Tag Archives: Massey

Beam of Light

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Strolling along the riverbank of the Aux Sauble River, North of Massey Ontario. It was late afternoon. I saw this beam of light highlighting a clump of grass on the far shoreline. Keeping the composition tight and keeping the rocks on the left for structure. Looking behind that clump of grass there was vegetation being highlighted by the beam of light. I will also tell you that there are high hills on either side of the river. That is why you will get these beams of light in late afternoon. By evening this area will be in shadow.

The water is slowly moving here. A nice yellow reflection is cast on the river. I quickly set up my tripod and Canon 7D. In situations like this you must be quick. You do not know how long you have to get the composition. It could be a minute or ten minutes. So speed is of ultimate importance. I do not have to think how I will compose a shot. I do it automatically. Another factor when photographing along rivers like this is that the wind is not as much of a problem as opposed to being on a lake with a wide expanse of water.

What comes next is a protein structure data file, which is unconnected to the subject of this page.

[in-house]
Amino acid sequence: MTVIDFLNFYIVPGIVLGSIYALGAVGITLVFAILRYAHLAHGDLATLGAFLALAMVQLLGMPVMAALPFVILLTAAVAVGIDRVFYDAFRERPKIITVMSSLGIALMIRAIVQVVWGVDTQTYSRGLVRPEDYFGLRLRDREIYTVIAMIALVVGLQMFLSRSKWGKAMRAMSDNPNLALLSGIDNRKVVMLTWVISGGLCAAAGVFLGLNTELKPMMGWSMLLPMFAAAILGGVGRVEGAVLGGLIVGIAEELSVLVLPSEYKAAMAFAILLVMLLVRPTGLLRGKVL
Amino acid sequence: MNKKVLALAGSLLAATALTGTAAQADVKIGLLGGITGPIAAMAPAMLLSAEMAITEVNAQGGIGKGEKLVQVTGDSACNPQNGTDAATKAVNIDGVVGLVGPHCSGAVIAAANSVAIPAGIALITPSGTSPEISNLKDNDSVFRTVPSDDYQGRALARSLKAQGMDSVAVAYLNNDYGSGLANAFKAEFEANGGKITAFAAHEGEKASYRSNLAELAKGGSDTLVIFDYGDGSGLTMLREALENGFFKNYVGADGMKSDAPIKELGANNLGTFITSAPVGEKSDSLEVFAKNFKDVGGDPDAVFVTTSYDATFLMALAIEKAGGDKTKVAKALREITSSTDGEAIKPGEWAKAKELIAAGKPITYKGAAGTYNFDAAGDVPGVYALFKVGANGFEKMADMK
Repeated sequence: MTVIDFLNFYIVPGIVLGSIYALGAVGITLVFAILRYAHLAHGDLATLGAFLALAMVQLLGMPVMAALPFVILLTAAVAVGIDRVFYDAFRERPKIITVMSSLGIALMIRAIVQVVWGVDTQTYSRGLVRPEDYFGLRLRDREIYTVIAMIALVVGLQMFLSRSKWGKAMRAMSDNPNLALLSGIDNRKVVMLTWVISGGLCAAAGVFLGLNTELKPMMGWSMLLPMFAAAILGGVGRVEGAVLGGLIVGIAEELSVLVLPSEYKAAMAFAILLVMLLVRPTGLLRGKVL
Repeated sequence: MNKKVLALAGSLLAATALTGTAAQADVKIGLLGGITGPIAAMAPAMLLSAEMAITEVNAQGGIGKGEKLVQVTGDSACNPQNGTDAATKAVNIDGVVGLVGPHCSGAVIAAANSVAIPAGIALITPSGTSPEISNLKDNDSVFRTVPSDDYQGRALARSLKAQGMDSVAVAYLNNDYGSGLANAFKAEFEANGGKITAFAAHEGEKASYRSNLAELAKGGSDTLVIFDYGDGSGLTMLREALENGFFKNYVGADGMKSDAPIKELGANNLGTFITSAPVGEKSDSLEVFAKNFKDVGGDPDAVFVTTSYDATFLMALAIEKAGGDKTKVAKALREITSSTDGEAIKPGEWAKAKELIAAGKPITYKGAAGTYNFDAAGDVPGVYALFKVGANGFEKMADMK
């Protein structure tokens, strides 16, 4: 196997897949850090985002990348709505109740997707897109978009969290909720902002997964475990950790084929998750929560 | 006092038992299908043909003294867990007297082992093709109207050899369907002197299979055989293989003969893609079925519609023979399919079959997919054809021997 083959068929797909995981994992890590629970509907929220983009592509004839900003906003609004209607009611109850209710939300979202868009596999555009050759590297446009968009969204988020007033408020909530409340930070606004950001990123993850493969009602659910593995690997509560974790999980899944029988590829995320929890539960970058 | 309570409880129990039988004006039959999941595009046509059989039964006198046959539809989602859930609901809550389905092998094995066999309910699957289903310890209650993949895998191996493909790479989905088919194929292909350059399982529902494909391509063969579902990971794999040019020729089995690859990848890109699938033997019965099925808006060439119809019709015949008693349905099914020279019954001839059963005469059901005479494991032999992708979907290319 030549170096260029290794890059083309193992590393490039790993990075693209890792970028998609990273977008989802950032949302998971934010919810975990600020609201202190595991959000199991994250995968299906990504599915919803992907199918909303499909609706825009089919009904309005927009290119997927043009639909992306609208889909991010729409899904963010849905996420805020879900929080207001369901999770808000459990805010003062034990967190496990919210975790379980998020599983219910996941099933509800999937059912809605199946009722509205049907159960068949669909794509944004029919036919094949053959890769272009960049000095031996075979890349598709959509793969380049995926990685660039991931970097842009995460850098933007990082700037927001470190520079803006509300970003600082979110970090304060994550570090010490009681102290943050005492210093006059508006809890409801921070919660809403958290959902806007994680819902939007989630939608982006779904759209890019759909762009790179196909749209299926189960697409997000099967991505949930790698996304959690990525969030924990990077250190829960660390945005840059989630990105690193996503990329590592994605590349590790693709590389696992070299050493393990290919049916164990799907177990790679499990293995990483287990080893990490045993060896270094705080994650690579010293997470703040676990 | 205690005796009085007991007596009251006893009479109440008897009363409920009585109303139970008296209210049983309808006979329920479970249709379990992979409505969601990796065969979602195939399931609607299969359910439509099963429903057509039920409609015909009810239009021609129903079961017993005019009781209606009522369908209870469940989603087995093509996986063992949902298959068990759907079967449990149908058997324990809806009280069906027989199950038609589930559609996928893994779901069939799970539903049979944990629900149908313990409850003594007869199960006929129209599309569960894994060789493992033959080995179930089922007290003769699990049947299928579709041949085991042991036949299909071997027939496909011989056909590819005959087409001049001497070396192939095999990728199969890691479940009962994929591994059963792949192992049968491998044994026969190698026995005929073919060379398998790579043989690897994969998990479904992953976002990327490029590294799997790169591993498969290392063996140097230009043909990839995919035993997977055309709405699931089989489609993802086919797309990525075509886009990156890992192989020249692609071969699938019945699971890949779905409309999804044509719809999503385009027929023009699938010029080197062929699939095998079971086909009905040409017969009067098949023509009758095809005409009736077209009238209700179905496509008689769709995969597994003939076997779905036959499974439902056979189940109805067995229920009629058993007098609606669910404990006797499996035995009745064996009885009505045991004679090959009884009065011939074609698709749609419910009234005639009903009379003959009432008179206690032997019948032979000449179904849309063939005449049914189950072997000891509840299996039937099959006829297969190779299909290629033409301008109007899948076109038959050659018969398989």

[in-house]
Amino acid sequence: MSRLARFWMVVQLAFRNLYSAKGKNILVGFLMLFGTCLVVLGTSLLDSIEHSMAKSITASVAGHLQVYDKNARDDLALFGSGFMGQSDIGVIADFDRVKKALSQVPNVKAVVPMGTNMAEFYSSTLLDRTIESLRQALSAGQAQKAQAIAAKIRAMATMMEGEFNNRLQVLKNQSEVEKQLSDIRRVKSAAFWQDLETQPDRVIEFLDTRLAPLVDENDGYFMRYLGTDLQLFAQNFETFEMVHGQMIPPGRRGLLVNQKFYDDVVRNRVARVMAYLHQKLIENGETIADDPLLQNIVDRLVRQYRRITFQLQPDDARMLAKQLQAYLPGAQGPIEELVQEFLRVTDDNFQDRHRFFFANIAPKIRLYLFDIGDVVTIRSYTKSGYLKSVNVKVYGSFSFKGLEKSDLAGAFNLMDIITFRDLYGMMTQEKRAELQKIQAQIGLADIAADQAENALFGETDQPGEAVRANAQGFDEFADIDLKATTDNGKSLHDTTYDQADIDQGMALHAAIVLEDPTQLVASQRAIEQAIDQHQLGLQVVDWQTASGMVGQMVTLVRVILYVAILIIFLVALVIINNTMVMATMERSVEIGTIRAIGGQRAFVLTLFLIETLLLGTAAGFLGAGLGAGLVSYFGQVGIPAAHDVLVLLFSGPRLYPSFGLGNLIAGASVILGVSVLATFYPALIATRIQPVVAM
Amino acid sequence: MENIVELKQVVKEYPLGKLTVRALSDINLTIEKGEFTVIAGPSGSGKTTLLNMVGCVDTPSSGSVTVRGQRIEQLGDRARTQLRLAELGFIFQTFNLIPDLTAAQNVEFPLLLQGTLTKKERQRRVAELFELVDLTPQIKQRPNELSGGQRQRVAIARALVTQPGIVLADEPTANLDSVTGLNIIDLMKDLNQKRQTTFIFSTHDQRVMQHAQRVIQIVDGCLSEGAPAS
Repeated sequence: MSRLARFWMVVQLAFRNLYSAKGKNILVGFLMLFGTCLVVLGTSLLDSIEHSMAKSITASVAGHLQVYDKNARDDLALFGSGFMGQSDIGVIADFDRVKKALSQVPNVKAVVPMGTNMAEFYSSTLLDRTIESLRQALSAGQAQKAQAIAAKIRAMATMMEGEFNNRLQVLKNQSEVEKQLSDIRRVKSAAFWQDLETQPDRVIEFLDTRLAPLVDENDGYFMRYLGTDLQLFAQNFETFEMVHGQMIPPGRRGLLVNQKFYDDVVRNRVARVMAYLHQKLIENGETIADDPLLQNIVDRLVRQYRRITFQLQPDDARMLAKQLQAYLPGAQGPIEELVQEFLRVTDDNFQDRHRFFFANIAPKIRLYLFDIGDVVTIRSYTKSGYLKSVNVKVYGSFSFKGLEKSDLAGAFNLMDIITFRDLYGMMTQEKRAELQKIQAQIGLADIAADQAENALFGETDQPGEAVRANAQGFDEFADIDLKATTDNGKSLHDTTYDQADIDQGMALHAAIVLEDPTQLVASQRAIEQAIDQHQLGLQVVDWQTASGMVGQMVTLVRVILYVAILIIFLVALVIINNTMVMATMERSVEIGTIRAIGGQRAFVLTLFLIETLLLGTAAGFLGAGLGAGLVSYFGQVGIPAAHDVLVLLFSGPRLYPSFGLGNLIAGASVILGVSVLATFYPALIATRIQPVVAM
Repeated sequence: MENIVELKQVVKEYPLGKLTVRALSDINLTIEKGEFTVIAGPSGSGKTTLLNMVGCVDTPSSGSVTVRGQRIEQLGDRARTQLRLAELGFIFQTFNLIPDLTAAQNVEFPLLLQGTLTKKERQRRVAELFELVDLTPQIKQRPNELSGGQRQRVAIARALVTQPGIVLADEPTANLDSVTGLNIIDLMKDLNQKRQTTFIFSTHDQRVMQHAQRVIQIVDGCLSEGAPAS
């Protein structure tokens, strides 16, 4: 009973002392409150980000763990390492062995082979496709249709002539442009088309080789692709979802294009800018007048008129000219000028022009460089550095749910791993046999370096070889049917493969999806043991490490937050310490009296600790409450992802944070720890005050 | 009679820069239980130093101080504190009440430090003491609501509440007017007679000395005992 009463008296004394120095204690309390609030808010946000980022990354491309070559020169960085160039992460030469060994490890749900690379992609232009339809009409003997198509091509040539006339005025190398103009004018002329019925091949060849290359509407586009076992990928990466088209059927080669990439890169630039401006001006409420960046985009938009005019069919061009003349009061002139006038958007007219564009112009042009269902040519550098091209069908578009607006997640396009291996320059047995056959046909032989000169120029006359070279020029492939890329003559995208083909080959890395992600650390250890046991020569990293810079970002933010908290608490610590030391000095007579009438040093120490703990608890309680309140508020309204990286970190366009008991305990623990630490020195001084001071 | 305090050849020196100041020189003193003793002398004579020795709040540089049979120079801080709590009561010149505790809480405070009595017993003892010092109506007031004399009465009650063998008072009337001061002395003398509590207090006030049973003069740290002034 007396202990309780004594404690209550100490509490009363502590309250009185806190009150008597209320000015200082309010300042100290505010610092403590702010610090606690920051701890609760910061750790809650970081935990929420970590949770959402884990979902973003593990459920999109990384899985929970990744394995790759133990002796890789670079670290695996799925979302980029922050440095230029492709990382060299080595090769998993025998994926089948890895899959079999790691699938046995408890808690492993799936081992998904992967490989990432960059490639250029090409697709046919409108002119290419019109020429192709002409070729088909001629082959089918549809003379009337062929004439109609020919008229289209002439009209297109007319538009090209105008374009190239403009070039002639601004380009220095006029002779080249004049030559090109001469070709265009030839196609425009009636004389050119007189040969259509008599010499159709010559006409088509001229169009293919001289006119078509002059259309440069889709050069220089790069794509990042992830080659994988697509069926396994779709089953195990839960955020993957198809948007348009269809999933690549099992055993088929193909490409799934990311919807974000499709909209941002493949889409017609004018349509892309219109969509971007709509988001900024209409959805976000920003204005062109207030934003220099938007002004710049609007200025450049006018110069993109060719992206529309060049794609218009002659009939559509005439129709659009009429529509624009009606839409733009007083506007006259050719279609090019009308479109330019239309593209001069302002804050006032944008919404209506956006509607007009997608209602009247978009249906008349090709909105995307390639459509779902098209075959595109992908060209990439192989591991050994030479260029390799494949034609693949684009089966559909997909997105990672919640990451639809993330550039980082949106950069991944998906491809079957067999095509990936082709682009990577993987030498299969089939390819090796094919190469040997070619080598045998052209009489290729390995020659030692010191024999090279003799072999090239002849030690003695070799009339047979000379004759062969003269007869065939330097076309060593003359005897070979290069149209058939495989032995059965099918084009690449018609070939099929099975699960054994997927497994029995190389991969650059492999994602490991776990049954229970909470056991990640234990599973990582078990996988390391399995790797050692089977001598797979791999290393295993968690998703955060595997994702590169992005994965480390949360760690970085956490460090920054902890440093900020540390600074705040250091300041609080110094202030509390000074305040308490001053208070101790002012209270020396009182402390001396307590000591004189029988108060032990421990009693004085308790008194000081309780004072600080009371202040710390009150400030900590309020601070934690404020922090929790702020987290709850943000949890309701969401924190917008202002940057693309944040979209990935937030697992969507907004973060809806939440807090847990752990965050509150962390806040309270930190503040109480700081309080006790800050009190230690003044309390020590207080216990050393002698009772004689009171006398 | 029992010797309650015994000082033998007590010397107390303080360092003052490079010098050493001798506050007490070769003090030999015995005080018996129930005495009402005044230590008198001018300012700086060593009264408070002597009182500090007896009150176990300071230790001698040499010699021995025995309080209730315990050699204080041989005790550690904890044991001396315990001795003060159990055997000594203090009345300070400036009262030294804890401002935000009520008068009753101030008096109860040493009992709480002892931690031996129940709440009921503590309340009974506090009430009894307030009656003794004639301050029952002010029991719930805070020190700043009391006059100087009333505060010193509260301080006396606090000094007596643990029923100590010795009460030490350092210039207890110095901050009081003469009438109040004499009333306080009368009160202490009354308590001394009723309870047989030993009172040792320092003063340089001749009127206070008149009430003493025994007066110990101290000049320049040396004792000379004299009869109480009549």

Well that is it for now. Thanks for the comments and dropping by. Spring is just around the corner. Until next time happy trails.

Late Evening Sunlight

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A quiet stroll along the banks of the Aux Sauble River. The wind has died down. It is early evening. The sun is casting light through the tress on the left. A beautiful glow of yellow, green is illuminating the still waters. The tree trunks cast as black in the reflections on the water’s surface. The river narrows in the background. This is a place were you could sit on the river bank and just relaxed and enjoy the scenery. The shoreline is lined with Cedar and Pine trees.

Well that is it for this week. Until next time happy trails.

Fast Water and Rocks